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Angel Olsen: Whole New Mess

With last year’s All Mirrors, Angel Olsen pulled off her most arresting transformation yet. After three albums and an EP of guitar-centric indie folk and rock, the singer-songwriter’s fourth record was a dark and dazzling set of lushly-orchestrated songs that sounded more like the work of Scott Walker or Angelo Badalamenti than a girl at the bottom of a dark well. All Mirrors seemed to absorb light as much as it reflected it; moreover, it felt so forceful, so complete that was almost impossible to imagine that its songs ever existed in stripped-down forms.

And yet, a stripped-down album is exactly what All Mirrors almost was. In the aftermath of a devastating breakup and an exhausting year of touring behind MY WOMAN, Olsen embarked on a solo tour, revisiting the folk songs of the Strange Cacti EP and Half Way Home. Inspired by the rawness and simplicity of her own work, she wanted to take her next album back to the solitary, acoustic territory she had emerged from. But shortly after laying her new songs to tape, Olsen recorded them again with an 11-piece orchestra. That album, with string arrangements by Ben Babbitt and Jherek Bischoff, was released first as All Mirrors, and now the initial acoustic versions are finally being released as Whole New Mess.

As much praise as All Mirrors deservedly drew, those who were more critical of the record largely took issue with the sheer decadence of the arrangements and production – and indeed, it’s easy to imagine longtime Olsen fans being taken aback at the Wall of Sound-style instrumentation on “Lark” and the title track. Those fans will no doubt be overjoyed to hear these haunted and hazy takes on the songs, some almost like demos, and to hear Olsen’s vocals again at the forefront: her singing on “(Summer Song)” and “Chance (Forever Love),” in particular, is just heartbreakingly gorgeous. But at the same time, Babbitt and Bischoff’s orchestration was as integral to the songs as they appeared on All Mirrors as was Olsen herself. What would the songs sound like without them?

“Lark,” the most sonically overwhelming song Olsen has ever recorded, becomes “Lark Song,” which lacks the volatility of its counterpart but gains a simmering tension, as if the missing string section could burst back in at any moment. On All Mirrors, the title track and “Impasse” sounded vast and expansive, with dynamic clouds of strings that threatened to engulf the listener; in contrast, “(We Are All Mirrors)” and “Impasse (Workin’ for the Name)” stay in one place, but practically beckon you in. If the orchestration on All Mirrors sounded as if it could fill out a room, Olsen’s voice and guitar on Whole New Mess echoes out into empty space, allowing you to hear just how big that room is. (Whole New Mess was recorded in Anacortes, Washington at the Unknown, Phil Elverum’s converted church studio.) These songs are simpler, but only rarely do they sound hollow or spartan.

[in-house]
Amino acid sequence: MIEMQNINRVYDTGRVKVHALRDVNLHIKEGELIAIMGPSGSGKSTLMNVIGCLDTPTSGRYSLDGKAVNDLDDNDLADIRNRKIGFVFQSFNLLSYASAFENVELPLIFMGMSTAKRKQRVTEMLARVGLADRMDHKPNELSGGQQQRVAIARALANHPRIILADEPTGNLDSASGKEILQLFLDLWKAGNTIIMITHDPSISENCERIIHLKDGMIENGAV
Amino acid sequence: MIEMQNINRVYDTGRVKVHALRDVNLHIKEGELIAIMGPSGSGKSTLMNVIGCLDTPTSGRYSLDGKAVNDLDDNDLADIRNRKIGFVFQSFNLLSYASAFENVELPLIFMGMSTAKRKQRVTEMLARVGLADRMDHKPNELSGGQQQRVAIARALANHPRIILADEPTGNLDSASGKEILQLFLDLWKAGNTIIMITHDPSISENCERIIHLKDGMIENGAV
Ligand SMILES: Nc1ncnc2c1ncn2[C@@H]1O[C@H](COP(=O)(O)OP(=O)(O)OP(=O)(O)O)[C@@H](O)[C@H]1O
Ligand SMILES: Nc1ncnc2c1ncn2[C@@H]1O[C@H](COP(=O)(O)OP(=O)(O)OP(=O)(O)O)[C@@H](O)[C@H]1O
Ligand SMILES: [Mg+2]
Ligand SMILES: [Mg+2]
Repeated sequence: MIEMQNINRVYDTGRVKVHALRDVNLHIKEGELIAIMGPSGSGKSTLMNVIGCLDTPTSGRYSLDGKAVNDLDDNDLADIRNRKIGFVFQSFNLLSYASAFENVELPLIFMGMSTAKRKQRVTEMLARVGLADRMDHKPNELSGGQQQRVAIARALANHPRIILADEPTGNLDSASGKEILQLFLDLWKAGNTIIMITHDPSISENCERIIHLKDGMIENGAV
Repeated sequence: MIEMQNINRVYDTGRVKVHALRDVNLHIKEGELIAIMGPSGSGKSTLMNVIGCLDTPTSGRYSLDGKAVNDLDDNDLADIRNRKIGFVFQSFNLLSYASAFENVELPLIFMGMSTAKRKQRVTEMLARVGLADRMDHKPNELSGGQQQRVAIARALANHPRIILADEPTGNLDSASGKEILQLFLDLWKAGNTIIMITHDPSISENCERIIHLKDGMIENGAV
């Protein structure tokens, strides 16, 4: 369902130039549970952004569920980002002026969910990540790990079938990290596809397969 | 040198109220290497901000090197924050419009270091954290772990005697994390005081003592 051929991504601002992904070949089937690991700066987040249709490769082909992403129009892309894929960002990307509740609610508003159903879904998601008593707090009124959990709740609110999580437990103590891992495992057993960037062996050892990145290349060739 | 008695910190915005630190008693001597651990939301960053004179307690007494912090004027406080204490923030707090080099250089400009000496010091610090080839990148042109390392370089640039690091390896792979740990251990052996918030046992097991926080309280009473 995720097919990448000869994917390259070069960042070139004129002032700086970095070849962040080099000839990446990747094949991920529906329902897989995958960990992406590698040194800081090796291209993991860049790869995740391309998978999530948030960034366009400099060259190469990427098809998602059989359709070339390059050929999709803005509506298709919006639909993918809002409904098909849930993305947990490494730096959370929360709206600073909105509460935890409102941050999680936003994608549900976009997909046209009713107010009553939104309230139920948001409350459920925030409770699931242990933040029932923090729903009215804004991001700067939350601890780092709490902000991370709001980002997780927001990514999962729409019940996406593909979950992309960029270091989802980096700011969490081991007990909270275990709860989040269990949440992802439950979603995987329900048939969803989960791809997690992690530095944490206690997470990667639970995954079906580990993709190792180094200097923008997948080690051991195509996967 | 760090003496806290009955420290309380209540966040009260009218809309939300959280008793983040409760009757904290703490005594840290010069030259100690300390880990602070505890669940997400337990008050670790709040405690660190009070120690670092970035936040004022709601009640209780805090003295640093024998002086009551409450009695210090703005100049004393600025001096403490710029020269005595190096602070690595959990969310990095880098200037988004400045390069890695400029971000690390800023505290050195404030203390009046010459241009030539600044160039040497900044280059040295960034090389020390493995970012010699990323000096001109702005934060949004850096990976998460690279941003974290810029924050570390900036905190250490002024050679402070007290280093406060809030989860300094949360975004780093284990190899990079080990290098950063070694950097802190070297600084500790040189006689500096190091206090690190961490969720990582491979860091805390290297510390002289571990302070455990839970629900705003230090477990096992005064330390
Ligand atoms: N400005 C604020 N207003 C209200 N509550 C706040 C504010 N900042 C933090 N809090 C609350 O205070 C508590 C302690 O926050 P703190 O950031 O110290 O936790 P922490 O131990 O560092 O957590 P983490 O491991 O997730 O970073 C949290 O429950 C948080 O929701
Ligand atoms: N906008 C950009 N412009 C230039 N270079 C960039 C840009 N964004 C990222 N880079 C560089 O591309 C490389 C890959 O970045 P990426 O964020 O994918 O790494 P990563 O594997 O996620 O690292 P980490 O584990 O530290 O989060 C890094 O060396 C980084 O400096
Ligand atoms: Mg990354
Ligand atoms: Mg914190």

Furthermore, the song sequencing on Whole New Mess is significantly different than that of All Mirrors, which helps establish Whole New Mess as its own record telling its own story. In other words, this is not No Mirrors or Broken Mirrors, and it’s something more complex than All Mirrors: The Demos. No longer an opening fireworks display, “Lark Song” is recontextualized as a late-album slow burn on Whole New Mess – a new morning after the desolate “Tonight (Without You).” Preceding that track is “Waving, Smiling,” one of two new songs, which Olsen has described as “a slow-motion realization of love not lost but at peace somewhere within myself.” With this in mind, the way “Waving, Smiling” sets up “Tonight (Without You)” makes the latter song’s kiss-off – “And it’s not because I don’t love/ Just don’t have time to explain/ All the things you think you’ve come to understand/ About me” – hit that much harder.

But the bouncy “What It Is (What It Is)” makes for a more ambiguous closer than “Chance,” the final track on All Mirrors. Olsen sang “Chance” like a heartfelt plea to cast off empty promises of “forever” in exchange for love in the present moment – an attempt to escape a cycle by letting yourself forget you’re in it. “What It Is (What It Is),” on the other hand, feels resigned to that cycle. You’ll tell someone that you love them, even if you’re not actually in love with them. It’s easy to say shit when your heart’s full of shit.

So it’s fitting that Whole New Mess’s title track opens the album and marks the beginning of the cycle all over again. “I think I’ll really do the change,” Olsen sings, moments before admitting to herself that she’ll probably “Make a whole new mess again […] Take a photo for the press again.” We don’t know how many times she’s told herself she’ll make a change, or how many more times she’ll tell herself that. She’s made messes before, and she’ll make them again—but most importantly, we know she’ll get back on track, and keep writing songs that make us want to make some messes of our own.

Summary
Some fans will no doubt be overjoyed to hear these songs as Olsen originally envisioned them, haunted and hazy.
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ANOTHER FINE MESS
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